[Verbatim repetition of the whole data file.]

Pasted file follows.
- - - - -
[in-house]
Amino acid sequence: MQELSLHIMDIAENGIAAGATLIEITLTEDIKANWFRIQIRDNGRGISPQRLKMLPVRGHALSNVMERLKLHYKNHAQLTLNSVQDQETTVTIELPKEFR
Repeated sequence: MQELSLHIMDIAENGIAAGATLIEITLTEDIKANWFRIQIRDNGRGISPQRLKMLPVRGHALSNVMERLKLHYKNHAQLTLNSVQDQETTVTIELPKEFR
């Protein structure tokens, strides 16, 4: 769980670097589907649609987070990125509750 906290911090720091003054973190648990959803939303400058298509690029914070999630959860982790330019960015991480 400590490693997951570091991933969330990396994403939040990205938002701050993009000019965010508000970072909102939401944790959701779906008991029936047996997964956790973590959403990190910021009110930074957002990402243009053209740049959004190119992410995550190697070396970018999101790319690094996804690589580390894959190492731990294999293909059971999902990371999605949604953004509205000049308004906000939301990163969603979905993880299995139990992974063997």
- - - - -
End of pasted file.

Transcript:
[in-house]
Amino acid sequence: MQELSLHIMDIAENGIAAGATLIEITLTEDIKANWFRIQIRDNGRGISPQRLKMLPVRGHALSNVMERLKLHYKNHAQLTLNSVQDQETTVTIELPKEFR
Repeated sequence: MQELSLHIMDIAENGIAAGATLIEITLTEDIKANWFRIQIRDNGRGISPQRLKMLPVRGHALSNVMERLKLHYKNHAQLTLNSVQDQETTVTIELPKEFR
């Protein structure tokens, strides 16, 4: 769980670097589907649609987070990125509750 906290911090720091003054973190648990959803939303400058298509690029914070999630959860982790330019960015991480 400590490693997951570091991933969330990396994403939040990205938002701050993009000019965010508000970072909102939401944790959701779906008991029936047996997964956790973590959403990190910021009110930074957002990402243009053209740049959004190119992410995550190697070396970018999101790319690094996804690589580390894959190492731990294999293909059971999902990371999605949604953004509205000049308004906000939301990163969603979905993880299995139990992974063997």